Attaining Inclusive Design with Empathy
After spending an hour with Christina Mallon-Michalove in the fall of 2018 to record her video interview for National Disability Awareness Month. I didn’t know that the hour would change my life.
In her early 20s, Christina developed a motor neuron disease resulting from a car accident, which left both of her arms paralyzed. However, I noticed that she had walked into the room on the 19th floor without assistance after navigating the NYC Metro system and she had a cell-phone. Curious about how she uses it, I asked her if she was comfortable showing me.
Illustration of my view of interviewing Christina with two hosts

Illustration of my view of interviewing Christina

She removed her shoe with her toes (they had loops attached to them), dropped her phone to the floor (from a retractable cell phone case necklace) and started typing with her toes. I followed Christina on Instagram after that day. From there, I also learned that she also uses voice dictation, along with typing, to participate in the digital world. That experience made me wonder what other DIY (do-it-yourself) hacks that people with accessibility restrictions use to navigate the digital space.
I spent the next few months obsessively learning about access restrictions and how I could improve experiences for people like Christina. I wanted what I worked on to be inclusive and questioned how I was going to do so.
Drawing of a group of people standing

Nearly 1 in 5 people in the U. S live with a disability

Christina lives with a disability just like the 1 in 5 people in the U. S.
Disability tends to be defined by law and could be a physical or mental condition that limits a person’s movements, senses, or activities — according to the dictionary.
The areas that are considered are visual, auditory, learning, motor/mobility and seizures.
Although those areas are pretty broad, we can make design inclusive by considering the needs, experiences, and preferences for the widest possible group of people.
Sometimes this has to be a habit practiced instinctively and requires a bit of empathy. The easiest way is realizing that we all face accessibility issues on a daily basis. For example, have you’ve ever texted while walking? Did you realize you were temporarily disabled? You were unaware of your surroundings.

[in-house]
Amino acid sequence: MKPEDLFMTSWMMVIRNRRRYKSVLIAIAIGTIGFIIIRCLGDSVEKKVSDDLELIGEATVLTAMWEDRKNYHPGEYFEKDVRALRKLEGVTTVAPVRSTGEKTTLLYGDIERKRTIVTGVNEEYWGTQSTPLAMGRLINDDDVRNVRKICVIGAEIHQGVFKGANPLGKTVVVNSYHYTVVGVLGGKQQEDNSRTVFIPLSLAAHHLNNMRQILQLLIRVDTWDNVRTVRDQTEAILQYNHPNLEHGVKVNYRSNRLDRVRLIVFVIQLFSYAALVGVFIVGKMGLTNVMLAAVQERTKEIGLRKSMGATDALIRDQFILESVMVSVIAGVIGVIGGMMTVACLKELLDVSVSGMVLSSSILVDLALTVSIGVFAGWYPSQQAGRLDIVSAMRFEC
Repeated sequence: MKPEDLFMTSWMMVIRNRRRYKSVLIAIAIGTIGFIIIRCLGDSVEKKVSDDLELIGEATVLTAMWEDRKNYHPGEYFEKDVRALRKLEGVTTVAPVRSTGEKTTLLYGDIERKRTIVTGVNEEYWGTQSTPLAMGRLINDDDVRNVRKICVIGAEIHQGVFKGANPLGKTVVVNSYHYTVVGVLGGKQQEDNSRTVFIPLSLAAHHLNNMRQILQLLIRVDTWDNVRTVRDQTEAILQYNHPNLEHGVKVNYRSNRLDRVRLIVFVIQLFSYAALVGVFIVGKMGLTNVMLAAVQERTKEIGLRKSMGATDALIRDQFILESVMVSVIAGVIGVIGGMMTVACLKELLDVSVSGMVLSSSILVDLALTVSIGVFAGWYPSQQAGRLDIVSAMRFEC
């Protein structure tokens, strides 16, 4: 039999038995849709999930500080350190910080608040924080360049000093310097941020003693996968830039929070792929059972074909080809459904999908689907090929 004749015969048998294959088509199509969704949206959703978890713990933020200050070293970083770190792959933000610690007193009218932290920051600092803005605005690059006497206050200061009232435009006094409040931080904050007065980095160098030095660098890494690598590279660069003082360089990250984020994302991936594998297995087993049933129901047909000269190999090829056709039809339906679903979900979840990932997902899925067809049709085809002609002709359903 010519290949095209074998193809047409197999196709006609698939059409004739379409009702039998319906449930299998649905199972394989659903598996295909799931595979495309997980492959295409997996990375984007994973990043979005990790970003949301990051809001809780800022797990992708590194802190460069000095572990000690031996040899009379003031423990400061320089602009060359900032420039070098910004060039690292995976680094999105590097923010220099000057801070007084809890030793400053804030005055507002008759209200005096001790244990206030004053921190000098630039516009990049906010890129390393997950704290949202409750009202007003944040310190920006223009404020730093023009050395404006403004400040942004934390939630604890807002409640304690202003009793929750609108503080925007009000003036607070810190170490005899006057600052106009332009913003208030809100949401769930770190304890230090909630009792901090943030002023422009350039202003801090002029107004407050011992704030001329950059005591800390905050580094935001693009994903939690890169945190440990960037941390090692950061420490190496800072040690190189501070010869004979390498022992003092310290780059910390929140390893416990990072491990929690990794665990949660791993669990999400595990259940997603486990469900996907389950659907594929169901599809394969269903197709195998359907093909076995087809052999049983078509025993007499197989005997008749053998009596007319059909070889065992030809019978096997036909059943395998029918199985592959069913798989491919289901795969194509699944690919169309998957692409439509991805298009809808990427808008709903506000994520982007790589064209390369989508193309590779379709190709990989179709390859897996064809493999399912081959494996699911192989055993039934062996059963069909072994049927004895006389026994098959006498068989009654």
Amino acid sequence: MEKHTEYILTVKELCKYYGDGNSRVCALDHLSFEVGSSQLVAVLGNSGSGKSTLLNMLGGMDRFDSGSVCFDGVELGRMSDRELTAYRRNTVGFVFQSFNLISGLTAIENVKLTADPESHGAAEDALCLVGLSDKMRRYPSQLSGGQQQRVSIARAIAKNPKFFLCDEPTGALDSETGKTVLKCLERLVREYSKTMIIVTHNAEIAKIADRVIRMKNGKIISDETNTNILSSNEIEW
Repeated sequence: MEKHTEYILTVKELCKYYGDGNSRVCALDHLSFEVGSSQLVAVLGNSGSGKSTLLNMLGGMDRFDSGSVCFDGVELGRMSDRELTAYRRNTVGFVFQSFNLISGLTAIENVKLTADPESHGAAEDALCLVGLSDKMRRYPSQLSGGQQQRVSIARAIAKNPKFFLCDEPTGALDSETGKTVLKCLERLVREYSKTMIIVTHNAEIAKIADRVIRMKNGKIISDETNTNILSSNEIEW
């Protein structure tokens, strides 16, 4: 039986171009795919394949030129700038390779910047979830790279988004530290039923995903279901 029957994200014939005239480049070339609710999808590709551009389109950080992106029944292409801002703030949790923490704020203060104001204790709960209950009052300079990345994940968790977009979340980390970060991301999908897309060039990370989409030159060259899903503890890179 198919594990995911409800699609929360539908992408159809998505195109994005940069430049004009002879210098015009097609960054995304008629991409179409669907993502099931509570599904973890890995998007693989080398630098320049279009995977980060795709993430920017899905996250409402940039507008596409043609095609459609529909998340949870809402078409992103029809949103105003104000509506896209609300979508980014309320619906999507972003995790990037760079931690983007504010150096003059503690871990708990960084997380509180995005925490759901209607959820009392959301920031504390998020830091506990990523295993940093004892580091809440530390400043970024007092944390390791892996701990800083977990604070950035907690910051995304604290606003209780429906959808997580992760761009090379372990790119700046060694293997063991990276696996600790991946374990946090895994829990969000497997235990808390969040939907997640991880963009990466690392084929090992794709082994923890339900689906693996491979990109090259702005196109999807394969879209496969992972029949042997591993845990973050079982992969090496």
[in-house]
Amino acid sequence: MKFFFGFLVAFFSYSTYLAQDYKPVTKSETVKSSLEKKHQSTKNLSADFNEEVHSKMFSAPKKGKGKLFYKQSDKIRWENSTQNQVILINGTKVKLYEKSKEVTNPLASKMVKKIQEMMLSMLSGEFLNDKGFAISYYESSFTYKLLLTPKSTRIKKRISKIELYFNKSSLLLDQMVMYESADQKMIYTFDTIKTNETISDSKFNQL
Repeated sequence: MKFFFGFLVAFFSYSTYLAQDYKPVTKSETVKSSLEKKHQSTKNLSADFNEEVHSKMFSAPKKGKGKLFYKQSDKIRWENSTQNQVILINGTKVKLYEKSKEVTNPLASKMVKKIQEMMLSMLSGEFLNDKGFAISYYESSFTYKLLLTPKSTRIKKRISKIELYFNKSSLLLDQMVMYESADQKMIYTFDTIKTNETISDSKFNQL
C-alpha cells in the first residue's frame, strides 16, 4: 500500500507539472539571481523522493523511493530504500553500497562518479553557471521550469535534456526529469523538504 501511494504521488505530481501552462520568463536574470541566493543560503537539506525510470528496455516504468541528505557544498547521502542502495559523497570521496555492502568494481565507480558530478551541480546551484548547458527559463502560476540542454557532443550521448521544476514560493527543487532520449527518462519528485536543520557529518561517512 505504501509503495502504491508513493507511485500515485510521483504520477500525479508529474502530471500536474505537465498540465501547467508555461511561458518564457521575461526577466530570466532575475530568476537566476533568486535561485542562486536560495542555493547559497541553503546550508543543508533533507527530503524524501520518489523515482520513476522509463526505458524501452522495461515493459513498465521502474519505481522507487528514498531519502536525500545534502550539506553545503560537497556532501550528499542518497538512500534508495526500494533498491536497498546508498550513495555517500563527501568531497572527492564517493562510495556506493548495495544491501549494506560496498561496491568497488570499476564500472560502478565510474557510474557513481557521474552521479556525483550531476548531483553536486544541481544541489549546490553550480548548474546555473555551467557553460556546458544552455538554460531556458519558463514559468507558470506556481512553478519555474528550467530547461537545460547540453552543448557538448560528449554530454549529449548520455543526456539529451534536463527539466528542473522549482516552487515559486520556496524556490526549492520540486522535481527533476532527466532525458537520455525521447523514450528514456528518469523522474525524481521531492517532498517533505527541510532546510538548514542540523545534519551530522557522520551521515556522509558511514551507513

Drawing of a family outdoors. One girl is on her mother's back and she's blind. Two guys are on bikes in the background.
What about a leg injury? You’ll notice how difficult formerly simple tasks become. Throughout our lives, we’ll be constantly negotiating barriers that we take for granted. We’ll eventually age and possibly slow down. This is why I believe that everyone, over the course of their lifetime, should be able to benefit from barrier-free design, user-friendly architecture, and comfortable environments. The good thing is, many companies are seeing the ­­­benefits of focusing on that.
They also realize that it is easier, cheaper and faster to analyze and evaluate user experiences more now than before which means it’s better for the companies’ bottom line.
In other words, if a company can reach a demographic that experiences varying accessibility issues it can generate more capital. Which company wouldn’t want access to the 1.3 billion people (stat from the World Health Organization) with some sort of vision impairment, if they provided some sort of profit to their brand?
It has been months since I met Christina and because of her, I’ve generated habits like:
• Posting with descriptions if I’ve shared a video online (for people with limited or no auditory access).
• Designing in black and white, grayscale, or patterns before applying color and ensuring that they pass contrast checkers (for people with vision impairments).
• Learning about devices like screen readers and how they work or implementing voice-activated experiences (for people who might have dexterity limitations).
• Considering how people go in and out of space at conventions if they are using a wheelchair (for people with mobile restrictions).
• Limiting the use of certain lighting, motion and flickering for people who might have photosensitive epilepsy (to not trigger seizures)
• Being creative with instructions for learning for non-physical disabilities (for example, people with dyslexia).
• I’ve also become an a11y (a numeronym for accessibility where the number 11 refers to the numbers of letters omitted) and joined a local NYC group that holds workshops about accessibility.
• Realized that nobody’s perfect and with those simply considerations I’m already helping my peers create better UXs but also capturing entire demographics.

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